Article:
Adrenaline may be pumping when the interviewee is in the hot seat, but it’s crucial that they take stock of how the interviewers are conducting themselves.
- Unprepared interviewers: If the interview lacks structure, this could signal a disorganized team and a lack of clear expectations for the role.
- No interest in listening: Both parties need to put their best foot forward in an interview, to make sure that the interviewee’s personality and skill set aligns with the company, and vice versa.
- Authoritarian interviewer: This may indicate a lack of respect for employees.
- Inability to communicate company values: If company values are embodied by employees, then they should be top of mind and easily communicated.
- Questions are skimmed over: Companies should be transparent and be willing to provide comprehensive answers to any questions an interviewee may have.
After the Interview
In addition to assessing their own performance, interviewees should give careful consideration to how the entire interview experience went.
- Short interview: Either the company has already chosen another candidate, or they are desperate to fill the role as quickly as possible.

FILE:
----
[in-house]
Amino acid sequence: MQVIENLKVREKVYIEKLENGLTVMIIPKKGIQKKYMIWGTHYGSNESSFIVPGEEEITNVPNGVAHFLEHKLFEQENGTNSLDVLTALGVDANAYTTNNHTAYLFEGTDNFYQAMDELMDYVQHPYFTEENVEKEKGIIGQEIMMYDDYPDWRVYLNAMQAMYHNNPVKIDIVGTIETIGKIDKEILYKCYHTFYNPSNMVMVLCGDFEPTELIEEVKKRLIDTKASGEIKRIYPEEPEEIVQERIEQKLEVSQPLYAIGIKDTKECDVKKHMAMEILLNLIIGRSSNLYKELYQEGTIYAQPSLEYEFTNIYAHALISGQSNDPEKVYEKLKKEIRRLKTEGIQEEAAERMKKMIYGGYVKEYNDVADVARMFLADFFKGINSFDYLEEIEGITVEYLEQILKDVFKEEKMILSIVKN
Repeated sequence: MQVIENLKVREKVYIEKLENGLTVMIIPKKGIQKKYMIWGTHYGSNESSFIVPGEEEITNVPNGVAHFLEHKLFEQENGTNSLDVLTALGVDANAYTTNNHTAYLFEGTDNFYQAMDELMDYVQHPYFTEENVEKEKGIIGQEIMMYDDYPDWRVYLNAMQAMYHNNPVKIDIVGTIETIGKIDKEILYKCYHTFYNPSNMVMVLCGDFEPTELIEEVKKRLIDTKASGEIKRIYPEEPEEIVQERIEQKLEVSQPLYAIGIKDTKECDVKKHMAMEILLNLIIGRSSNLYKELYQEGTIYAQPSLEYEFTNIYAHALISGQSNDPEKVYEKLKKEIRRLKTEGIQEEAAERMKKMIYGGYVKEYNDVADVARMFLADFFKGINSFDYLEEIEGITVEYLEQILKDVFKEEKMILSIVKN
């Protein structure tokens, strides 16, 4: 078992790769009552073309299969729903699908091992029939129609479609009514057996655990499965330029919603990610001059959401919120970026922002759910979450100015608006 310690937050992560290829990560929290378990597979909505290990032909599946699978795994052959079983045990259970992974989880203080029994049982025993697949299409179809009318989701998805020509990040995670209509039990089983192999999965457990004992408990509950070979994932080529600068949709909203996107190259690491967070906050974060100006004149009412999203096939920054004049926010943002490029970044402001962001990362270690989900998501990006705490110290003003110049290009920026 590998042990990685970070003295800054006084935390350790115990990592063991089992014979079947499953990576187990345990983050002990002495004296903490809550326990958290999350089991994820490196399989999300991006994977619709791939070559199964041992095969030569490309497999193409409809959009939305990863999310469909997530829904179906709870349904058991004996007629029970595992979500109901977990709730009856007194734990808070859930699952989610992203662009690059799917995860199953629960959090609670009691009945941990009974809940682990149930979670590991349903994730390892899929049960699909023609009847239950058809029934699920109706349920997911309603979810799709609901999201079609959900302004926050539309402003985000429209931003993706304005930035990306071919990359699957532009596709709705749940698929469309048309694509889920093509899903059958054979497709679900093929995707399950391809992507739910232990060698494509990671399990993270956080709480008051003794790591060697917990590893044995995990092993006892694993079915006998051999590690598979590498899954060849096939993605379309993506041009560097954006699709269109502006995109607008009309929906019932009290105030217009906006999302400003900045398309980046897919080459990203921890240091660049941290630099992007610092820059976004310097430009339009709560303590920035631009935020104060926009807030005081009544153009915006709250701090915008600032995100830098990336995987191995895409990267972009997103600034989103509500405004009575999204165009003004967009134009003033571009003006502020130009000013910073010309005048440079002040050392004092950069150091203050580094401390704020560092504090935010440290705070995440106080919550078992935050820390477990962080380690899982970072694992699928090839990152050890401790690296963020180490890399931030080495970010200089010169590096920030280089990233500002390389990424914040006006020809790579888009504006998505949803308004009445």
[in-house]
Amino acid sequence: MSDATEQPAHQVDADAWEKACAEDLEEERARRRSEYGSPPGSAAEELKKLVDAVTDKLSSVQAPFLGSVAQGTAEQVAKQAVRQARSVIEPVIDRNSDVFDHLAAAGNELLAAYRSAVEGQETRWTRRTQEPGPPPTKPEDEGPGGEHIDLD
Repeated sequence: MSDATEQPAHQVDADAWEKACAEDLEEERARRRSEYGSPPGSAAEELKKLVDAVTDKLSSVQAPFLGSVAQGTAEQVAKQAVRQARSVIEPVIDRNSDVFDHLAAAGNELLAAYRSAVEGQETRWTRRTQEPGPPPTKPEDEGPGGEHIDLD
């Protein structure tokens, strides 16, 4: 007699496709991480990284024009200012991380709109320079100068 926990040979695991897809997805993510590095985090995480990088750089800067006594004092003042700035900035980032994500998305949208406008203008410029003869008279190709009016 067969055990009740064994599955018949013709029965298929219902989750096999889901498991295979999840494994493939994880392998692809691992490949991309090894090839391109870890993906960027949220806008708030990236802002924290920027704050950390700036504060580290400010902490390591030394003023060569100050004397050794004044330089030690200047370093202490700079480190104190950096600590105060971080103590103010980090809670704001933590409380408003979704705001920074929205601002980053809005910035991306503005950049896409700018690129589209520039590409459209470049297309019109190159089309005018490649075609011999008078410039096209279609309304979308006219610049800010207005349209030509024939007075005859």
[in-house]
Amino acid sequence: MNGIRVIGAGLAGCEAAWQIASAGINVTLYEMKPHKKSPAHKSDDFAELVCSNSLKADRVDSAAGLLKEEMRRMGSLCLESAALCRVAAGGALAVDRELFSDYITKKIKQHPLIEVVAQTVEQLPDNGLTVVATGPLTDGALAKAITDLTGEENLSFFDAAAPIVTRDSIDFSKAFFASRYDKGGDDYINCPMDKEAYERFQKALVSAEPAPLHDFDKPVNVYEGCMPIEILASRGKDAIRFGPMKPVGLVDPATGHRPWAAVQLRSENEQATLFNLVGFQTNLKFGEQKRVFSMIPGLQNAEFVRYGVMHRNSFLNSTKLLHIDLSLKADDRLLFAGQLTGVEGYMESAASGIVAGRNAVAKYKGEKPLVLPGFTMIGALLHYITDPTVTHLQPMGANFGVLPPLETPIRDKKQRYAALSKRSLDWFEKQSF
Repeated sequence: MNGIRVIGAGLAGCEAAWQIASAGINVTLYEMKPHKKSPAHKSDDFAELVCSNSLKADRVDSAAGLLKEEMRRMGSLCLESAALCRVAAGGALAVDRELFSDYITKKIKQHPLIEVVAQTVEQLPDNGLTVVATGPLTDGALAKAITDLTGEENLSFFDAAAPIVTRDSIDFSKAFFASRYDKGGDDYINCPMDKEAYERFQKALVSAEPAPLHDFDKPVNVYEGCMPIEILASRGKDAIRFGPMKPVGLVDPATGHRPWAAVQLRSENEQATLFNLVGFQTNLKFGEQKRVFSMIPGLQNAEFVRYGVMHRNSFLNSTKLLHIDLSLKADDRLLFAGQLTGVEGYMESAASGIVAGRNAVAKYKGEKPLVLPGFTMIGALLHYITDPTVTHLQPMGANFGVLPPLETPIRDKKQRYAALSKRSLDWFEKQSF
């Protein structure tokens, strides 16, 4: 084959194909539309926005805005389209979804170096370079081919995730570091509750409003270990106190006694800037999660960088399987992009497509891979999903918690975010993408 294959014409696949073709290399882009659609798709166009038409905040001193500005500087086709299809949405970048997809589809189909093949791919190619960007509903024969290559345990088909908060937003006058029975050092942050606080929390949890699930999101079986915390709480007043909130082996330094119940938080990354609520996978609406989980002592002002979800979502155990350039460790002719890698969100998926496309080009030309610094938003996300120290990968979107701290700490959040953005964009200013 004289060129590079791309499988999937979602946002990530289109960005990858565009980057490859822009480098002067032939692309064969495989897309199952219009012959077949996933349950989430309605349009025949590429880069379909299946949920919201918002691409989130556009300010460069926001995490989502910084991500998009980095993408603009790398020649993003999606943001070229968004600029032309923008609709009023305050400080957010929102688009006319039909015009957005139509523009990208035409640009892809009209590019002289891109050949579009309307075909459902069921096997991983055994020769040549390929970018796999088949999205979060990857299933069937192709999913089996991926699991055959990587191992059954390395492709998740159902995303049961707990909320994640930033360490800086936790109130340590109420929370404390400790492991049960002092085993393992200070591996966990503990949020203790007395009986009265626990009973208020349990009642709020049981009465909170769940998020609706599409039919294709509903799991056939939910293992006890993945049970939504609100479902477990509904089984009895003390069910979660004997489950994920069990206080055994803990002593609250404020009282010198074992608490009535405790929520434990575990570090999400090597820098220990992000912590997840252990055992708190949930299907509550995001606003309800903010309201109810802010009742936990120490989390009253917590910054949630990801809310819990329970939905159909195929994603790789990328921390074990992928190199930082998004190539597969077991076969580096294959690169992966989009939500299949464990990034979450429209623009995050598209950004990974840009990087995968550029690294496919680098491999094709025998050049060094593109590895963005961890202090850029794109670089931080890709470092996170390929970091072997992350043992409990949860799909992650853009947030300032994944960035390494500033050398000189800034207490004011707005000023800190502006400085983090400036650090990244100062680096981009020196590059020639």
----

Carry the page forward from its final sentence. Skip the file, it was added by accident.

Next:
- Quiet workspace: A lack of teamwork or fearful employees could be the culprit for a silent office.
- No office tour: Companies should always give prospective employees a glimpse into what their day-to-day could look like by showing them around and introducing them to the team.
- Job offer was given on the day of the interview: The company could be trying to restrict the interviewee doing further research into the company, or simply filling the role as quickly as possible.
- Delayed decision-making: Failing to get back to someone who has done an interview shows a lack of respect for their time or disorganization on the company’s end.
It’s also worth mentioning that mistakes can be made by anyone, so it is perhaps not helpful to scrutinize companies for small errors in judgement when most of the experience has been positive.
Regardless, if there are any looming uncertainties, it is up to the person being interviewed to ask.
Finding the Courage to Ask Questions
When it comes to interviews, questioning the culture of the company is just as important as questioning the interviewee on their knowledge and skills.
“He who asks a question may be a fool for five minutes. He who does not ask questions, remains a fool forever.”
Switching jobs is rarely an easy process, especially when jobseekers have come up against unforeseen challenges as a result of COVID-19.
But it is more important than ever for people to do their due diligence, and be brave enough to ask tough questions. Otherwise, they may have to repeat the cycle all over again—much sooner than they would have thought.